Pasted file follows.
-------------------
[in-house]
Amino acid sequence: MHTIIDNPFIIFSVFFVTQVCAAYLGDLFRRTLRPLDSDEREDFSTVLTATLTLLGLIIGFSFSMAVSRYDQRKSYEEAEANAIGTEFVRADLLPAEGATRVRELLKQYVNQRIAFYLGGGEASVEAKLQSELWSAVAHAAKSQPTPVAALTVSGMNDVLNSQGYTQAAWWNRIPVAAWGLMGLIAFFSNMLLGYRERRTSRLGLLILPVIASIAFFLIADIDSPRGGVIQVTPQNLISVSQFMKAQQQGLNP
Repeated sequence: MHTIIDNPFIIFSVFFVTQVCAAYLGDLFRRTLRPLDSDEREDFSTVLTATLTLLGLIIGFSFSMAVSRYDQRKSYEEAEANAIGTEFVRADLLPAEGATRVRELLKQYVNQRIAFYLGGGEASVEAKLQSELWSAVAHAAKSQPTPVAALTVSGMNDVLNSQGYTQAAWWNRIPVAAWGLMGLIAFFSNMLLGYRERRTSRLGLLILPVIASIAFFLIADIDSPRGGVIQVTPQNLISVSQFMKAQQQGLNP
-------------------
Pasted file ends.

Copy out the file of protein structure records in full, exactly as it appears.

[in-house]
Amino acid sequence: MHTIIDNPFIIFSVFFVTQVCAAYLGDLFRRTLRPLDSDEREDFSTVLTATLTLLGLIIGFSFSMAVSRYDQRKSYEEAEANAIGTEFVRADLLPAEGATRVRELLKQYVNQRIAFYLGGGEASVEAKLQSELWSAVAHAAKSQPTPVAALTVSGMNDVLNSQGYTQAAWWNRIPVAAWGLMGLIAFFSNMLLGYRERRTSRLGLLILPVIASIAFFLIADIDSPRGGVIQVTPQNLISVSQFMKAQQQGLNP
Repeated sequence: MHTIIDNPFIIFSVFFVTQVCAAYLGDLFRRTLRPLDSDEREDFSTVLTATLTLLGLIIGFSFSMAVSRYDQRKSYEEAEANAIGTEFVRADLLPAEGATRVRELLKQYVNQRIAFYLGGGEASVEAKLQSELWSAVAHAAKSQPTPVAALTVSGMNDVLNSQGYTQAAWWNRIPVAAWGLMGLIAFFSNMLLGYRERRTSRLGLLILPVIASIAFFLIADIDSPRGGVIQVTPQNLISVSQFMKAQQQGLNP